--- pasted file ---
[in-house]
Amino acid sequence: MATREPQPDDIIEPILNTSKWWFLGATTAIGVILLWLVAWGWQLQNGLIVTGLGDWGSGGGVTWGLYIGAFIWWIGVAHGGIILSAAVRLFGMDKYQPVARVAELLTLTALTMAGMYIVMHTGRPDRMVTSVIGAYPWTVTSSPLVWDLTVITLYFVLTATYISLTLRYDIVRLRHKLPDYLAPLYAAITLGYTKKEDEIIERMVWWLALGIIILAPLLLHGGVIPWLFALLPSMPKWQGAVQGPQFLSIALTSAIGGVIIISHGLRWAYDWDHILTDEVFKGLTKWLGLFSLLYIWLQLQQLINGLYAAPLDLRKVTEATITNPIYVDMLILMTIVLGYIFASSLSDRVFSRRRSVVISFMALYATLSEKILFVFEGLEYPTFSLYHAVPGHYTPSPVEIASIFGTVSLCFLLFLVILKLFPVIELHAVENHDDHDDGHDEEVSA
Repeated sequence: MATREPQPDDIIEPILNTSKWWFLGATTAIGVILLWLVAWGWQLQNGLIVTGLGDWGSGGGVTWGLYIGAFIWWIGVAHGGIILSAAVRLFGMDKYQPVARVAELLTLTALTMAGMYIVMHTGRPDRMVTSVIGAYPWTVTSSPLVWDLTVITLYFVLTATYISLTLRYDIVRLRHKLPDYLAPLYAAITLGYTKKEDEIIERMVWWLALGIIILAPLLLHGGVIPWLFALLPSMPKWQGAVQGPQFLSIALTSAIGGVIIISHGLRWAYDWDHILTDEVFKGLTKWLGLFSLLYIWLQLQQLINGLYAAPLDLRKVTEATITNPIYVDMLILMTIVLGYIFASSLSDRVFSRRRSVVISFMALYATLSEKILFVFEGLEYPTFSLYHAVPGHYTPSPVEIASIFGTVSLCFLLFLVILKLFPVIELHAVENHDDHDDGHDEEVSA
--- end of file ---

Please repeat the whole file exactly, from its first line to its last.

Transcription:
[in-house]
Amino acid sequence: MATREPQPDDIIEPILNTSKWWFLGATTAIGVILLWLVAWGWQLQNGLIVTGLGDWGSGGGVTWGLYIGAFIWWIGVAHGGIILSAAVRLFGMDKYQPVARVAELLTLTALTMAGMYIVMHTGRPDRMVTSVIGAYPWTVTSSPLVWDLTVITLYFVLTATYISLTLRYDIVRLRHKLPDYLAPLYAAITLGYTKKEDEIIERMVWWLALGIIILAPLLLHGGVIPWLFALLPSMPKWQGAVQGPQFLSIALTSAIGGVIIISHGLRWAYDWDHILTDEVFKGLTKWLGLFSLLYIWLQLQQLINGLYAAPLDLRKVTEATITNPIYVDMLILMTIVLGYIFASSLSDRVFSRRRSVVISFMALYATLSEKILFVFEGLEYPTFSLYHAVPGHYTPSPVEIASIFGTVSLCFLLFLVILKLFPVIELHAVENHDDHDDGHDEEVSA
Repeated sequence: MATREPQPDDIIEPILNTSKWWFLGATTAIGVILLWLVAWGWQLQNGLIVTGLGDWGSGGGVTWGLYIGAFIWWIGVAHGGIILSAAVRLFGMDKYQPVARVAELLTLTALTMAGMYIVMHTGRPDRMVTSVIGAYPWTVTSSPLVWDLTVITLYFVLTATYISLTLRYDIVRLRHKLPDYLAPLYAAITLGYTKKEDEIIERMVWWLALGIIILAPLLLHGGVIPWLFALLPSMPKWQGAVQGPQFLSIALTSAIGGVIIISHGLRWAYDWDHILTDEVFKGLTKWLGLFSLLYIWLQLQQLINGLYAAPLDLRKVTEATITNPIYVDMLILMTIVLGYIFASSLSDRVFSRRRSVVISFMALYATLSEKILFVFEGLEYPTFSLYHAVPGHYTPSPVEIASIFGTVSLCFLLFLVILKLFPVIELHAVENHDDHDDGHDEEVSA